Right after this, I'm going to go take my dogs on a hike. I'm so looking forward to it, they're so looking forward to it. I've been in meetings all morning. This is usually my day off. My dogs are like, what the heck is going on?

So I know that that's coming up for me and that I get to honor that for myself and I'll feel so good on my free time now because I have all my work done. And I know that my work will be done next week too because I honor those commitments to myself. So throwing away your to-do list is less about being able to throw that away, although that's super fun, and more about trusting yourself and honoring yourself and knowing that you will do what's on your calendar.

You'll take the time to plan for yourself. You'll take the time to overcome instant gratification. You'll make decisions ahead of time. Now, let me just talk a little bit about decisions ahead of time and why that's so important. When you make decisions ahead of time, it takes the need for willpower out of it. If you are on a Wednesday trying to decide, well should I lay on the couch or should I clean my closet and you're in that moment, it's going to take so much willpower in that moment for you to make the decision to clean your closet.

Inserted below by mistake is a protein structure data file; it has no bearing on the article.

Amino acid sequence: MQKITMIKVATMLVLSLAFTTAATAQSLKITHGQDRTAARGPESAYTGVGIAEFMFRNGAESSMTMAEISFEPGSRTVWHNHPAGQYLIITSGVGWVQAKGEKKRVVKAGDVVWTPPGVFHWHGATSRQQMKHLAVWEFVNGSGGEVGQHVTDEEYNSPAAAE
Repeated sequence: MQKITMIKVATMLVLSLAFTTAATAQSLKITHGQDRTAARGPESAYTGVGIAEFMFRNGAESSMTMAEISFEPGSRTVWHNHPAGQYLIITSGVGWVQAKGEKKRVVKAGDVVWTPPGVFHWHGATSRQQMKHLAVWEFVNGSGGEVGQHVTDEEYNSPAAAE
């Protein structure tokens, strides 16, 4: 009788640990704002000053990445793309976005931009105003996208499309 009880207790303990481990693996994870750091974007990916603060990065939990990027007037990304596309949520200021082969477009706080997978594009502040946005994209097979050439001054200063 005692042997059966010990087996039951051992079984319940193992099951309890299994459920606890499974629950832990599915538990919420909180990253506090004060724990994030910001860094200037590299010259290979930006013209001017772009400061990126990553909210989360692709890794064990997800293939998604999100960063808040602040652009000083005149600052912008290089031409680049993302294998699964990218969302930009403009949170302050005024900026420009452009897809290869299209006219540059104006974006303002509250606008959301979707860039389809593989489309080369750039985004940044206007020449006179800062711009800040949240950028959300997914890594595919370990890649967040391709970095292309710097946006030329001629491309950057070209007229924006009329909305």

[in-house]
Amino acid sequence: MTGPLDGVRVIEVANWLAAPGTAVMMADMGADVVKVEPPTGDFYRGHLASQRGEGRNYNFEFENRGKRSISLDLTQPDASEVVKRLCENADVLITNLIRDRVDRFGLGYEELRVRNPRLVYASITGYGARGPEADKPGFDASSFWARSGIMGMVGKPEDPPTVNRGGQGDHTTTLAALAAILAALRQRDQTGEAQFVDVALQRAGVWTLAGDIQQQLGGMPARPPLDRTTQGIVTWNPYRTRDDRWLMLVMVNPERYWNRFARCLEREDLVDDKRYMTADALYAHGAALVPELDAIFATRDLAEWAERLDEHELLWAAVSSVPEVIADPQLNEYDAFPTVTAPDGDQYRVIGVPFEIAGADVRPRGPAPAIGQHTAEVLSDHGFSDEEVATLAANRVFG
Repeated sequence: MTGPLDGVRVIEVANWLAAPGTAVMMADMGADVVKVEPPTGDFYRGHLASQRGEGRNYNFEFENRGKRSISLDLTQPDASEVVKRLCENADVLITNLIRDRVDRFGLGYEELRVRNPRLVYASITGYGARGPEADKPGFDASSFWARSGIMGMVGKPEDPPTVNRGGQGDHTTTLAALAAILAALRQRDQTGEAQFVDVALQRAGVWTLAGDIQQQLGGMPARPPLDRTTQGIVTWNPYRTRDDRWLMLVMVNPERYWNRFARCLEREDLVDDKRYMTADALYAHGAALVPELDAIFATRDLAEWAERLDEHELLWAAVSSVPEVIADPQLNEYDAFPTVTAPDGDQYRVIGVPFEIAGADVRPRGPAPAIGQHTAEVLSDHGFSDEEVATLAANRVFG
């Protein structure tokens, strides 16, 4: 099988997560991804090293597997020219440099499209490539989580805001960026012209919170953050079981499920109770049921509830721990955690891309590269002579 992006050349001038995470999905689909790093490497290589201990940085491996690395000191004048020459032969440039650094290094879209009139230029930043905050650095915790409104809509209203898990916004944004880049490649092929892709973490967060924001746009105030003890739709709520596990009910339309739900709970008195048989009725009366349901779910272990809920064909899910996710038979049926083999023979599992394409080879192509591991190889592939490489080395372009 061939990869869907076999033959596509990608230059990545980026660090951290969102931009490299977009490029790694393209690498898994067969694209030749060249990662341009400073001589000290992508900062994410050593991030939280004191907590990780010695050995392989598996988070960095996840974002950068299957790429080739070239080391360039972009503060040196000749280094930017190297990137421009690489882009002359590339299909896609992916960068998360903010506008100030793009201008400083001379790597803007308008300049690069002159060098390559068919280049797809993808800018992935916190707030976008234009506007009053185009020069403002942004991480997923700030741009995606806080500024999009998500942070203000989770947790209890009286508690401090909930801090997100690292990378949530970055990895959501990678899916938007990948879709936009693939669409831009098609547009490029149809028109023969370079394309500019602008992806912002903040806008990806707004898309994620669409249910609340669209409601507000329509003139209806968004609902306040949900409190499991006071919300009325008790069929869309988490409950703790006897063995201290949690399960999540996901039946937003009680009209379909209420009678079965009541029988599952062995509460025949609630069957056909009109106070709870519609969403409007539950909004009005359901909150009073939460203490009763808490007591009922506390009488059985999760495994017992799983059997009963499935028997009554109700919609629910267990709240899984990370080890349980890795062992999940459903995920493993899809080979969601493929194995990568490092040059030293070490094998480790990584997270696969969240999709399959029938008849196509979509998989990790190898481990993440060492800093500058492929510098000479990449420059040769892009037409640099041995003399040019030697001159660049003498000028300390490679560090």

So you have to muster up the energy to make the decision to do it and create the commitment to do it and then you have to actually do it. When you make your decisions ahead of time, all the decisions are made before. So you're not making that decision on a Wednesday. You're just honoring that decision, which is so much easier.

We have so many decisions to make every single day. If we have to constantly be making decisions about what we're going to do in the next minute, we're going to be exhausted. So we make all of our decisions ahead of time when we're not under the stress of having already made 25 decisions in the moment, trying to overcome our urges. We’re making the decisions before the urges come so in that moment we can honor our commitment and overcome the urges so much more easily.